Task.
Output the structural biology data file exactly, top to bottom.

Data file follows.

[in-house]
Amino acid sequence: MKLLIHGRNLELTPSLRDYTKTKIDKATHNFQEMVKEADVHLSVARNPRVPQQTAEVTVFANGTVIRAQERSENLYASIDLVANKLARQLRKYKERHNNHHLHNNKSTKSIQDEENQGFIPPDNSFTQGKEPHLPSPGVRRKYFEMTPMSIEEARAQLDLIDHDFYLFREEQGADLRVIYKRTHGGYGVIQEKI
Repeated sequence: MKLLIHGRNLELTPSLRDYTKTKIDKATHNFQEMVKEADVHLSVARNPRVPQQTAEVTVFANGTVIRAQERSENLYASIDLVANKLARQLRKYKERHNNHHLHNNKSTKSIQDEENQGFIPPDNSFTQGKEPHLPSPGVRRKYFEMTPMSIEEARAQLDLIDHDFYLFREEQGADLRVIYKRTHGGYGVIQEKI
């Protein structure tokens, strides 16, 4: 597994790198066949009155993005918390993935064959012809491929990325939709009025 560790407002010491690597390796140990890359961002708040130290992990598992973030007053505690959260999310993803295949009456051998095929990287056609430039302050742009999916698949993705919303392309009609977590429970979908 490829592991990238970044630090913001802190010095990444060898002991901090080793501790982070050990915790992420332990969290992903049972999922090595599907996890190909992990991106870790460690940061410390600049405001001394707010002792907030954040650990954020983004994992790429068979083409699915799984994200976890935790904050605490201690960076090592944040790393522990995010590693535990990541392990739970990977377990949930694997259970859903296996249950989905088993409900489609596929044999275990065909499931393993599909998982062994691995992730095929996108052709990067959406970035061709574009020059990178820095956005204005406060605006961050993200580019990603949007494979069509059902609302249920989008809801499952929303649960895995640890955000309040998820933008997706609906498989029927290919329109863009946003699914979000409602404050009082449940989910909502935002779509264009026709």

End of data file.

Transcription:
[in-house]
Amino acid sequence: MKLLIHGRNLELTPSLRDYTKTKIDKATHNFQEMVKEADVHLSVARNPRVPQQTAEVTVFANGTVIRAQERSENLYASIDLVANKLARQLRKYKERHNNHHLHNNKSTKSIQDEENQGFIPPDNSFTQGKEPHLPSPGVRRKYFEMTPMSIEEARAQLDLIDHDFYLFREEQGADLRVIYKRTHGGYGVIQEKI
Repeated sequence: MKLLIHGRNLELTPSLRDYTKTKIDKATHNFQEMVKEADVHLSVARNPRVPQQTAEVTVFANGTVIRAQERSENLYASIDLVANKLARQLRKYKERHNNHHLHNNKSTKSIQDEENQGFIPPDNSFTQGKEPHLPSPGVRRKYFEMTPMSIEEARAQLDLIDHDFYLFREEQGADLRVIYKRTHGGYGVIQEKI
């Protein structure tokens, strides 16, 4: 597994790198066949009155993005918390993935064959012809491929990325939709009025 560790407002010491690597390796140990890359961002708040130290992990598992973030007053505690959260999310993803295949009456051998095929990287056609430039302050742009999916698949993705919303392309009609977590429970979908 490829592991990238970044630090913001802190010095990444060898002991901090080793501790982070050990915790992420332990969290992903049972999922090595599907996890190909992990991106870790460690940061410390600049405001001394707010002792907030954040650990954020983004994992790429068979083409699915799984994200976890935790904050605490201690960076090592944040790393522990995010590693535990990541392990739970990977377990949930694997259970859903296996249950989905088993409900489609596929044999275990065909499931393993599909998982062994691995992730095929996108052709990067959406970035061709574009020059990178820095956005204005406060605006961050993200580019990603949007494979069509059902609302249920989008809801499952929303649960895995640890955000309040998820933008997706609906498989029927290919329109863009946003699914979000409602404050009082449940989910909502935002779509264009026709």